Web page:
Quote of the Day postsTuesday May 26, 2009
...And he's only 54
“In every major case since he became the nation’s seventeenth Chief Justice, [John] Roberts has sided with the prosecution over the defendant, the state over the condemned, the executive branch over the legislative, and the corporate defendant over the individual plaintiff. Even more than Scalia, who has embodied judicial conservatism during a generation of service on the Supreme Court, Roberts has served the interests, and reflected the values, of the contemporary Republican Party.”
—Jeffrey Toobin in his New Yorker article “No More Mr. Nice Guy.” Worth reading in its entirety. I was a little perplexed that we got this now, rather than at the end of June when the decisions in the more controversial Supreme Court cases are announced. And the end of the piece is a little weak, particularly for Toobin, who's such a good writer. But worth reading, and considering, as the more vocal part of the conservative nation picks-a-little, talks-a-little about Pres. Obama's recent U.S. Supreme Court nominee.
The Do-Little Academy
"The Academy Awards race was hardly a gentleman's game in the 1960s. If campaigning was less costly and public than in more recent years, it wasn't due to a sense of decorum as much as to the fact that the Academy itself was half the size it is today, much more heavily populated with rank-and-file studio employees, and thus easier to manipulate and control. Oscar prognostication was not yet a blood sport; each year, the movies that would be the subject of campaigns were selected by their studios, and then essentially dictated to selected gossip columnists and writers from Variety, The Hollywood Reporter, and the Los Angeles Times, the only major publications that then took much notice of the nominating process."
— from Mark Harris' "Pictures at a Revolution," pg. 385
"Beatty had tried to plan his entire career by studyng the work of directors he admired, but as Bonnie and Clyde's producer, suddenly he was feeling impatient with auteurism. 'To attribute [movies] wholly to their directors—not to the actors, not to the producer, not [to] the leading lady...well's that's just bullshit!' he fumed. 'Those pictures were made by directors, writers, and sound men and cameramen and actors and so forth, but suddenly it's "Otto Preminger's Hurry Sundown"... It's not healthy."
— from Mark Harris' "Pictures at a Revolution," pg. 247, citing a Beatty quote from The Bonnie and Clyde Book
"If [Mike] Nichols felt relaxed as production [on The Graduate] began, the reason was probably that, as he puts it, 'I saw the whole thing—I knew what the movie was.' In that, he was a minority of one."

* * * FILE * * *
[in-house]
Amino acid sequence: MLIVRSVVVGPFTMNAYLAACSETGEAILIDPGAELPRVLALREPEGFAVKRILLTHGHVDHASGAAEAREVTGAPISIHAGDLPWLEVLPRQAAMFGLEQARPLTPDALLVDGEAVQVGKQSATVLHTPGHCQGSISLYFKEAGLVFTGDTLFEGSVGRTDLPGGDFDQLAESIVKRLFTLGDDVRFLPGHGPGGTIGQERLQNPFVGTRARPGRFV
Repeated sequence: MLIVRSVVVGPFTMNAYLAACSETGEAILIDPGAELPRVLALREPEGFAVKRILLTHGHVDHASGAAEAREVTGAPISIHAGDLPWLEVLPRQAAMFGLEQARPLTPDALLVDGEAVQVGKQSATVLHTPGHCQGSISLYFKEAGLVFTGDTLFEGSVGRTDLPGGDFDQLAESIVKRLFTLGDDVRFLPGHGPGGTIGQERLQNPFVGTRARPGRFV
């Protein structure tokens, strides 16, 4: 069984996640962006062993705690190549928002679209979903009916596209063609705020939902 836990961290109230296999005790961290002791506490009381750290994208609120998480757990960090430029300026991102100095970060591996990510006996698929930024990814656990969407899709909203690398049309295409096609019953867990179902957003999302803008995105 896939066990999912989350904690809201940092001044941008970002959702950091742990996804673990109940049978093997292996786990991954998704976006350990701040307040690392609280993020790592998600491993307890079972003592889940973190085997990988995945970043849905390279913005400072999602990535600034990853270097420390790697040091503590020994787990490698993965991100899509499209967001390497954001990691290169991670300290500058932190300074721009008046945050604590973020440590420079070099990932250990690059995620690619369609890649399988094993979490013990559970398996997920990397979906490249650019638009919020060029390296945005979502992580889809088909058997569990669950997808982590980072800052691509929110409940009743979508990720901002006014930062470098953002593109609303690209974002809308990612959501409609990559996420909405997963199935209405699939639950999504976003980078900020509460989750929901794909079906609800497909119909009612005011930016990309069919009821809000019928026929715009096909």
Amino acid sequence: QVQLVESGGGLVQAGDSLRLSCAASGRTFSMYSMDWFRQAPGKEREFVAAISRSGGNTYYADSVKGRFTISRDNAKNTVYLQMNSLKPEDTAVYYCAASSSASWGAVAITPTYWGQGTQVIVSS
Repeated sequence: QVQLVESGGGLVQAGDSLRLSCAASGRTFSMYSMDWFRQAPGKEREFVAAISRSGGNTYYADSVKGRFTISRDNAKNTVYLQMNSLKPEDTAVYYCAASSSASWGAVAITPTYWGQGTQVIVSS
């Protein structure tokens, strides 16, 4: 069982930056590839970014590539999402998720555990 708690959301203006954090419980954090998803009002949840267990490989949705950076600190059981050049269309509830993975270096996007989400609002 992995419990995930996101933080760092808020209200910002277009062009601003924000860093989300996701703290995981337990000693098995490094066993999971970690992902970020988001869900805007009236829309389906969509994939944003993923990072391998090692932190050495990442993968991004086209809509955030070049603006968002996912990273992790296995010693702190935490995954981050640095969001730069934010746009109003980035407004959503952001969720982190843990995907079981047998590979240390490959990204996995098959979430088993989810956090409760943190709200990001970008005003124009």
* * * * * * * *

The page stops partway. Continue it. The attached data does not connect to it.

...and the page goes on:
— from Mark Harris' "Pictures at a Revolution," pg. 312, citing an author interview
"The auteurist critics look for recurring patterns, the incandescent joining of visual style and idea. You can’t find such patterns, or even a consistent visual motif, in [Victor] Fleming’s movies. But you can find a powerful grasp of fable... He didn’t direct the entirety of either of his two classics [The Wizard of Oz and Gone with the Wind], and he wasn’t, by definition, an auteur. But this absence from the list of the blessed suggests a fault in auteur theory and not in Fleming—a prejudice against the generalists, the non-obsessed, the “chameleons,” as Steven Spielberg called them, who re-created themselves for each project and made good movies in many different styles."
— from David Denby's article "The Real Rhett Butler: The forgotten man behind two of Hollywood's most enduring classics," in the latest New Yorker
"The Graduate": Not Starring Robert Redford
[Mike] Nichols, who had championed the idea [of casting Robert Redford as Benjamin Braddock in The Graduate], surprised himself by turning the actor down. "We were friends, we had done Barefoot, I was playing pool with him, and I said, 'I'm really sad, but you can't do it. You can't play a loser,'" says Nichols. "He said, 'Of course I can play a loser!' I said, 'You can't! Look at you! How many times have you ever struck out with a woman?' And he said, I swear to you, 'What do you mean?' He didn't even understand the concept. To him, it was like saying, 'How many times have you been to a restaurant and not had a meal?'"
— from Mark Harris' "Pictures at a Revolution," pg. 237
SWJM, 27, Looking for Work
“Nonetheless, by the beginning of 1965, [Dustin] Hoffman was twenty-seven, seriously demoralized by his inability to land an acting job, and considerng a change in careers. ... [Susan] Anspach, who met him during that production [of A View from a Bridge], recalls a lunch for the cast and crew of the play at which he told her with bravado, '”You know, if I were older, I'd be playing Bobby's [Duvall] part.“ and I said, ”Sure, right, Dusty.“ And he said, ”What do you mean? I'm fuckin' talented! Ask Bobby! He'll tell you himself!“ I said to Bobby, ”Is he putting me on? He's the sweep-up guy!“ And Bobby said, ”No, it's true, he's the most talented guy among all of us.“'”
— from Mark Harris' “Pictures at a Revolution,” pg. 164
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